Are you on your 5th rewatch of The Office? I don’t blame you. I take great comfort in revisiting stories I already know. There are no surprises; you know who triumphs and who fails. Everything is already known. As someone who lives with anxiety, this is one of my favorite ways to self-soothe. Take stock of what media you are consuming. Creativity loves to chew on new ideas.
When I’m feeling stale in the media I am consuming, I like to diversify. thisiscolossal.com is a rabbit hole I love to travel down. There’s a bunch of different mediums showcased, and the imagery gets my brain spinning. Here are a couple of other tips to revving your creativity through curating your input:
- Your social media: Who are you following? Social media can be a great tool of discovery and inspiration. Find some interesting independent artists to follow. Have you always been intrigued by ceramics but never took the leap yourself? Find some cool ceramic makers to follow to help feed your inspiration.
- Watch or read a genre you don’t know much about: You may loathe what you pick, but that’s a good thing. A firm “No” provides insight into what truly lights us up.
- Visit public art installations: Public Art is free, everywhere, and often outdoors. Take a walk and appreciate the sights. Ask yourself how they accomplished it? What would you change? What would you keep the same? Engage in the art to get your creative flow working with you.
Drink a glass of water and have a good hot meal
Your body needs nutrients. You will feel zapped if you don’t feed your body the food it needs. As soon as I made a conscious effort to drink more water during the day, my low-grade headaches disappeared. It turns out I was medicating my dehydration instead of drinking more water to actually fix the problem.
Our careers are built upon a community. We are called to work with others to produce our art. After a year of isolation, it’s no wonder our inspiration is at an all-time low. We aren’t used to creating in a vacuum for ourselves. Our work usually services the project’s final vision, creating on our own uses different creative muscles. Instead of utilizing creativity to come up with the best sidewalk texture, we are now using it to execute our own visions beholden to no one else. It was a big shift for me and a little bit intimidating.
It was easier to let the intimidation wash over me some days, and I wouldn’t give my creativity the exercise it craved. At the end of those days, my self-esteem took a hit, and I felt disappointed that I let myself down. It was then I figured out that I needed an accountability buddy.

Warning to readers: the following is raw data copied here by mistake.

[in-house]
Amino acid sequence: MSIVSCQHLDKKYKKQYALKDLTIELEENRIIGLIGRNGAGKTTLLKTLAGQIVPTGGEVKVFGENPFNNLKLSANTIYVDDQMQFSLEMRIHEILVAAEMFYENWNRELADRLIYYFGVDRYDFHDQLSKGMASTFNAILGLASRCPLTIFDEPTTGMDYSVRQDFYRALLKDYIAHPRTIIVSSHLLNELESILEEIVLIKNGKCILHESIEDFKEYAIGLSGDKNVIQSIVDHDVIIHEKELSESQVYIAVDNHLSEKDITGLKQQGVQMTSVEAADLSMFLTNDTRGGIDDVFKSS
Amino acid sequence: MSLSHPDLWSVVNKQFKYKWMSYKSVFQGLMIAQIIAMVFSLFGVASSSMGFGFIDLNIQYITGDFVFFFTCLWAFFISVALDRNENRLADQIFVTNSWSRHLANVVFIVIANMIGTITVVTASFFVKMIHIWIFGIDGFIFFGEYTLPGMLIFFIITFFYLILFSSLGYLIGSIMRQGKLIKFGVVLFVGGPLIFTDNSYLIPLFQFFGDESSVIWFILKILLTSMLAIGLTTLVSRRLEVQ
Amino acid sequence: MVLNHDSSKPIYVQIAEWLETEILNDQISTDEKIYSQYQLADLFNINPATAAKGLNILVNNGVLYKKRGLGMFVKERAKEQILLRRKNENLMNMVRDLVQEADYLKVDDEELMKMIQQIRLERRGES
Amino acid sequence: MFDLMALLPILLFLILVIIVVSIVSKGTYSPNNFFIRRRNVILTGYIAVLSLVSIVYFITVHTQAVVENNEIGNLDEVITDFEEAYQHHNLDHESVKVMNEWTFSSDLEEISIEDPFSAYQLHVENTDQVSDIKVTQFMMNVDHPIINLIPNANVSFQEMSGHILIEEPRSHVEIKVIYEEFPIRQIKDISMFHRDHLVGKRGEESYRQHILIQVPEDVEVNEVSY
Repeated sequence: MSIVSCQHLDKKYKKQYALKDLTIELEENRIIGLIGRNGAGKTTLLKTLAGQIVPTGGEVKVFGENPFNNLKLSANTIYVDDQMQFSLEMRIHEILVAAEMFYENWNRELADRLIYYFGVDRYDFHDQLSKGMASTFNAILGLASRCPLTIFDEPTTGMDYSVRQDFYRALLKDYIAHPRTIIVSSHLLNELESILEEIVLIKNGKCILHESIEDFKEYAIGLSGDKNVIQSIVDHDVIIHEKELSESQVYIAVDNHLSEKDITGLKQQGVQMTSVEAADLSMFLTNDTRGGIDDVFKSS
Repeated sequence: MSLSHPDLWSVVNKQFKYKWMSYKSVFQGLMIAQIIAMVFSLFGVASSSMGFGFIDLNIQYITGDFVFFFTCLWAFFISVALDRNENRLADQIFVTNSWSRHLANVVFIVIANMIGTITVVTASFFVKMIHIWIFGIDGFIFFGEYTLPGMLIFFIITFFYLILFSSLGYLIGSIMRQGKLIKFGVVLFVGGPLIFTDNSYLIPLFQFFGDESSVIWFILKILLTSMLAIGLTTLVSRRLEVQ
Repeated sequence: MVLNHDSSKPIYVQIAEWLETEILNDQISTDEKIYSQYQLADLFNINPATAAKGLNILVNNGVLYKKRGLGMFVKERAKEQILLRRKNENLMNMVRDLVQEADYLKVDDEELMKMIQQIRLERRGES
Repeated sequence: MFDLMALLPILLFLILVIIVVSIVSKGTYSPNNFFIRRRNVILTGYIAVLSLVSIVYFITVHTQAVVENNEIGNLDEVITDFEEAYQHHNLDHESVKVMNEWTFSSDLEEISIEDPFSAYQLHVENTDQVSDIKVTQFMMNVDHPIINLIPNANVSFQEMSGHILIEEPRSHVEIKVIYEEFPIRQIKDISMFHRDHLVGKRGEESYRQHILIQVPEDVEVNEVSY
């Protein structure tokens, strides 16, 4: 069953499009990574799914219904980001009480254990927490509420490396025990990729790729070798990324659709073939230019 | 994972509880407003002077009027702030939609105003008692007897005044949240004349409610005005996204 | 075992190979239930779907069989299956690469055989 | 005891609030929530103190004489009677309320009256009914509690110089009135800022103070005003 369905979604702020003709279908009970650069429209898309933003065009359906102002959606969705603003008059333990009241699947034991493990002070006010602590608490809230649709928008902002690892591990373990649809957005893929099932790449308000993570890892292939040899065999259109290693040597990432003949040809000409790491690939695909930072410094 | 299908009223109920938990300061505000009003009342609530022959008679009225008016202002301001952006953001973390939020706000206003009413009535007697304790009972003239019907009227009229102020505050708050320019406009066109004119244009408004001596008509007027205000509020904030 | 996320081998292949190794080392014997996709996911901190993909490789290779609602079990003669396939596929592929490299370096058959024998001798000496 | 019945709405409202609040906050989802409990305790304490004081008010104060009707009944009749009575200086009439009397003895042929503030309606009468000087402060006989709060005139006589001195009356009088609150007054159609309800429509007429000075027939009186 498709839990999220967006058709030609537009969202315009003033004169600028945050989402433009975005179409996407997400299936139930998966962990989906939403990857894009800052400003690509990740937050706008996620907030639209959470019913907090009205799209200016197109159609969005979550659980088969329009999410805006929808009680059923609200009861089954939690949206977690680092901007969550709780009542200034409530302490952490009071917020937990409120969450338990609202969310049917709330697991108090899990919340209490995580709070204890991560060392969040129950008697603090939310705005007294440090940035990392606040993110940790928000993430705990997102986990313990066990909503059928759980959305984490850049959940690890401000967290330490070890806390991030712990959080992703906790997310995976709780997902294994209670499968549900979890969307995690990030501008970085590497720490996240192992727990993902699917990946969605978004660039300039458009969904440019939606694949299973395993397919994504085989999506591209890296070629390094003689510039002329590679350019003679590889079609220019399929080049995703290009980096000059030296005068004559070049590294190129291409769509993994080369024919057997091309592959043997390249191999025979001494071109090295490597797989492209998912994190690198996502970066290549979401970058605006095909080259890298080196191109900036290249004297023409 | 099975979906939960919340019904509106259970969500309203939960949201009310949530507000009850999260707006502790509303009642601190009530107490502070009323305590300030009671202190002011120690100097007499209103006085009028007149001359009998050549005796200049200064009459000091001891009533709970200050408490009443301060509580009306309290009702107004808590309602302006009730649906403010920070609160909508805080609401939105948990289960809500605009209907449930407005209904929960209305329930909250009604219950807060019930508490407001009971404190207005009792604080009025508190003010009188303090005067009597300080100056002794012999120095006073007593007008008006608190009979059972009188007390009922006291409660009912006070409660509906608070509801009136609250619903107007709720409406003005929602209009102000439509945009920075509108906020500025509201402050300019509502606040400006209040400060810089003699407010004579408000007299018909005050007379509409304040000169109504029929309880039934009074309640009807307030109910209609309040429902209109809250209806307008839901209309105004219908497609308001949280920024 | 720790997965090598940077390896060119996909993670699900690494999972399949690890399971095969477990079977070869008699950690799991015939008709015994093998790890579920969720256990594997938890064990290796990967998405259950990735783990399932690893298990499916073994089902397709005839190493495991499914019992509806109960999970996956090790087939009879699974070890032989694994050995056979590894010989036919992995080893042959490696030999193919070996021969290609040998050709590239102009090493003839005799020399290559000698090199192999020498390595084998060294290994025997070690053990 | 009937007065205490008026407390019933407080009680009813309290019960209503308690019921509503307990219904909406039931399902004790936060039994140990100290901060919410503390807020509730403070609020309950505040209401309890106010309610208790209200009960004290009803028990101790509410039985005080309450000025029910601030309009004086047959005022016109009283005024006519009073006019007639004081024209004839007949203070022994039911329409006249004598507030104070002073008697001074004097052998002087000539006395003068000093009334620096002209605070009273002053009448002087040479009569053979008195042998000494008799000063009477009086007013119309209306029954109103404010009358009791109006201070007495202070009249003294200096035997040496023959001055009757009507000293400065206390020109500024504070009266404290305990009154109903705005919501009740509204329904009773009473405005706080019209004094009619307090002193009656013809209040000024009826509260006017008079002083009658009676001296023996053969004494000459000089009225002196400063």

Co-working over zoom has helped me stick to my goals and accomplish the tasks I set for myself. It’s lonely working all by yourself in your apartment. Seeing someone else also working, even if it is virtual, helps me stay on task. At the top of a co-working session, we share our goals for that time together, and at the end, we check in about our progress. Saying my goals out loud to other people helps me stick to the plan. My brain likes to seek the shiny and gets distracted very quickly. When I am in a space where everyone else is working, my brain settles into focus.
Immersing yourself in green space two hours a week is vital to regulating your nervous system. It lowers your blood pressure, stress hormones, anxiety and increases your immune system function and your self-esteem, to mention a few benefits. Walking increases your blood oxygen levels and circulation, which promotes healing. Not to mention that a sunrise or sunset is astoundingly inspiring. I gain a lot of inspiration from taking a walk outside. I can’t tell you how many times I had to stop to snap a picture of a beautifully distressed wall or an interesting juxtaposition of color and texture. And these snapshots of inspiration inform my creative practice. When I am feeling out of sorts, I catch a sunrise over the lake. Nature is grounding, inspiring, and amazing for your overall health.
Getting in a better creative flow is within your power. Be brave, try something new. You never know when you will stumble on your new great inspiration.
For your next warm cup of tea try a mug from the Guild!
- If you are in crisis or are experiencing difficult or suicidal thoughts, call the National Suicide Hotline at 1-800-273 TALK (8255)
- If you’re uncomfortable talking on the phone, you can also text NAMI to 741-741 to be connected to a free, trained crisis counselor on the Crisis Text Line.